The US Federal Communications Commission (FCC) has approved SpaceX’s ambitions plan to launch thousands of satellites into orbit to operate a satellite-based broadband network to be called Starlink. The license, however, has only been granted for 4,425 out of the proposed 12,000-odd satellites for now. The rest of the satellites will need separate authentication at a later date, because they will sit at a lower altitude and operate at a different radio frequency than the approved group.
The Falcon Heavy, which was successfully launched last month, carried two of the proposed 12,000 satellites into orbit for testing purposes after getting the approval of the FCC. Once fully functional, the network is expected to bring high-speed internet to the rural Americans who have limited or no access to fiber networks.
Today’s Falcon launch carries 2 SpaceX test satellites for global broadband. If successful, Starlink constellation will serve least served.
— Elon Musk (@elonmusk) February 21, 2018
Meanwhile, one of the preconditions for SpaceX‘s license is that it must launch at least half of the proposed number of satellites within the next six years, failing which, the license may well become invalid. According to the FCC, “SpaceX must launch 50 percent of the maximum number of proposed space stations, place them in the assigned orbits, and operate them in accordance with the station authorization no later than March 29, 2024”.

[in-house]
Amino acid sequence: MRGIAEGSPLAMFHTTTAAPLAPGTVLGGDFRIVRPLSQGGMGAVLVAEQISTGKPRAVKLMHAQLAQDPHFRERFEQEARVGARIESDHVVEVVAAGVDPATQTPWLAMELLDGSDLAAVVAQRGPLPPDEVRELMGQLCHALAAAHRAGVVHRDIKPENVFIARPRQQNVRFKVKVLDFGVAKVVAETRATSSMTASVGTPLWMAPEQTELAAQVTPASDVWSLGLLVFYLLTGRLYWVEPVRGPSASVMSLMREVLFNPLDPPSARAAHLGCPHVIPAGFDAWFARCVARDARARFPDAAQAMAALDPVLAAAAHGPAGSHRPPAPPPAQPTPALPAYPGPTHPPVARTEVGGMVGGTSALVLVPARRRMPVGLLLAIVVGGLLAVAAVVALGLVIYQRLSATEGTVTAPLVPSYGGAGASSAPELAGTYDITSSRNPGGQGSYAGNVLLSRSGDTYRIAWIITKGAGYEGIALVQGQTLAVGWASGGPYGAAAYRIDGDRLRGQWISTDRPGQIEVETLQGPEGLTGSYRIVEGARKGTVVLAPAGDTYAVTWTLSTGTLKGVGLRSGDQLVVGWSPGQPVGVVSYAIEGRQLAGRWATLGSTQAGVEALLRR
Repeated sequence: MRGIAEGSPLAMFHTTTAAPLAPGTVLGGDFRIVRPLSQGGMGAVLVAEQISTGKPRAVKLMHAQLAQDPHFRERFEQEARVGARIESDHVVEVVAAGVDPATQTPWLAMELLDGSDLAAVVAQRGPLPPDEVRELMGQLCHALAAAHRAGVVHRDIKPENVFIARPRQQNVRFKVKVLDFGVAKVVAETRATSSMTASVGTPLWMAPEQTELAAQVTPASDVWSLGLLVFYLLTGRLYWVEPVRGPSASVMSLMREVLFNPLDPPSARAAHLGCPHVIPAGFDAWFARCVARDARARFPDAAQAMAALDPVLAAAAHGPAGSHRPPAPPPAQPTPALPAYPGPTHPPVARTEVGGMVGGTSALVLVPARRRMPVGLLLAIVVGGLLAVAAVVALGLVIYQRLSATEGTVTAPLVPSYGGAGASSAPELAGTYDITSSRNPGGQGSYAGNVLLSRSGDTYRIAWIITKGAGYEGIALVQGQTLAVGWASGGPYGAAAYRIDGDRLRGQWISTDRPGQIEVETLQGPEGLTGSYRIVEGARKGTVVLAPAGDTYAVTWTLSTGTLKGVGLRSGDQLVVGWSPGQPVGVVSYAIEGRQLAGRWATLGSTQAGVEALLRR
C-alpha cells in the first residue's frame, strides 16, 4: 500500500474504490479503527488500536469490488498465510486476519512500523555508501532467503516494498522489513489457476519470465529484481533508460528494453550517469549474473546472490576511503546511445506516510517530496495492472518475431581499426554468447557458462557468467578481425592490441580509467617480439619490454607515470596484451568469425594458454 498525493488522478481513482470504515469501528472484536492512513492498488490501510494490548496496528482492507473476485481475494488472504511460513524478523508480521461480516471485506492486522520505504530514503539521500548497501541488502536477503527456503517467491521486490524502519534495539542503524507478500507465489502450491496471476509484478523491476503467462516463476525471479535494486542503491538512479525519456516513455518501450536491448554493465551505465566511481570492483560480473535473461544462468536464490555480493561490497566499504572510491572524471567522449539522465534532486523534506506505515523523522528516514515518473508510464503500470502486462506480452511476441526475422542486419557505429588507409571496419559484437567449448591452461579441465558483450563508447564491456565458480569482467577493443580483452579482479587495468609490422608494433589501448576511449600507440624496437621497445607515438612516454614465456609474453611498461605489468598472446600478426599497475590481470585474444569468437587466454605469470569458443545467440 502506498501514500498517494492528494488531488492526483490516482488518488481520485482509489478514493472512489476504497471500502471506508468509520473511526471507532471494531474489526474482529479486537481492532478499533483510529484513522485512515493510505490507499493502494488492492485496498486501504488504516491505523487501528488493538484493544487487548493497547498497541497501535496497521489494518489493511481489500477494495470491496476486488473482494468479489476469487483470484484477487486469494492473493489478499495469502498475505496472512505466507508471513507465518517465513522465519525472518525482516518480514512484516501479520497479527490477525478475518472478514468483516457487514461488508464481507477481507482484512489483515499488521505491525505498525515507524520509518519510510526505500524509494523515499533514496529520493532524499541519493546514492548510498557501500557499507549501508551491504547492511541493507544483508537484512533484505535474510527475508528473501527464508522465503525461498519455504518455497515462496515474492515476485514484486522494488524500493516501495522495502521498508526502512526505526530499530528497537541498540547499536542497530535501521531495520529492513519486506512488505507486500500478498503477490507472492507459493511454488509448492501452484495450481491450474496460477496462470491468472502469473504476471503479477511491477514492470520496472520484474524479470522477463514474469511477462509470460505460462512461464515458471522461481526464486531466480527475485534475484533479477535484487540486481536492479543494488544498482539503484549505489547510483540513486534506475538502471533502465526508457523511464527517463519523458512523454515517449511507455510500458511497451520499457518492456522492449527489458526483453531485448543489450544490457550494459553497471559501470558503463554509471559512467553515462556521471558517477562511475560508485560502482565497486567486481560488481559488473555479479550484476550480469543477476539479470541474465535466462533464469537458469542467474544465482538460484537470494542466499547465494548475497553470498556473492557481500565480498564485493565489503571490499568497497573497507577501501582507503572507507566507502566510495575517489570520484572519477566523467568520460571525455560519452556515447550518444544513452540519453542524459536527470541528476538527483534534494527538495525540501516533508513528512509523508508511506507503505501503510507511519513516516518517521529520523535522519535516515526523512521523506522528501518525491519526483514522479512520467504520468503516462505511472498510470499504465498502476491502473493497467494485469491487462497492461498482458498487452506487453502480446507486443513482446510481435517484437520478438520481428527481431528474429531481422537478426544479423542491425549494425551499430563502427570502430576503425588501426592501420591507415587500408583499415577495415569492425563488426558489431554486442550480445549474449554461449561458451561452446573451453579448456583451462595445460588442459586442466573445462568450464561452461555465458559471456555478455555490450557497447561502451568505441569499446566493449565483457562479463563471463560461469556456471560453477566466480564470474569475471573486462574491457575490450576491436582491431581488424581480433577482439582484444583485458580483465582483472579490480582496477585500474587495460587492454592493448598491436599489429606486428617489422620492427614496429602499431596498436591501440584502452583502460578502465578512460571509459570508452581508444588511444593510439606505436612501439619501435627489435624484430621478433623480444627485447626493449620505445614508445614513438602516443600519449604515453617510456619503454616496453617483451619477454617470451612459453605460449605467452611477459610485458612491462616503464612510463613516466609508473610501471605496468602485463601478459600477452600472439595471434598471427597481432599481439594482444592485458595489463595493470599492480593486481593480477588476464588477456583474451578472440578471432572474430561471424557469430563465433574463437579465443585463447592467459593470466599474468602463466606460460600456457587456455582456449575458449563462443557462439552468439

However, the proposed launch of thousands of satellites has its critics, with existing satellite operators like OneWeb and Spire questioning it viability in terms of spectrum availability. There are also questions over the availability of space in the orbit, and the increase in the amount of orbital debris that will require a massive mitigation and clean-up plan.
That being the case, FCC Commissioner Jessica Rosenworcel also seemingly put in a word of caution against the “rush to develop new space opportunities”, saying that such plans will require new rules. According to her, “Despite the revolutionary activity in our atmosphere, the regulatory frameworks we rely on to shape these efforts are dated. Across the board, we need to prepare for the proliferation of satellites in our higher altitudes. In short, we have work to do”.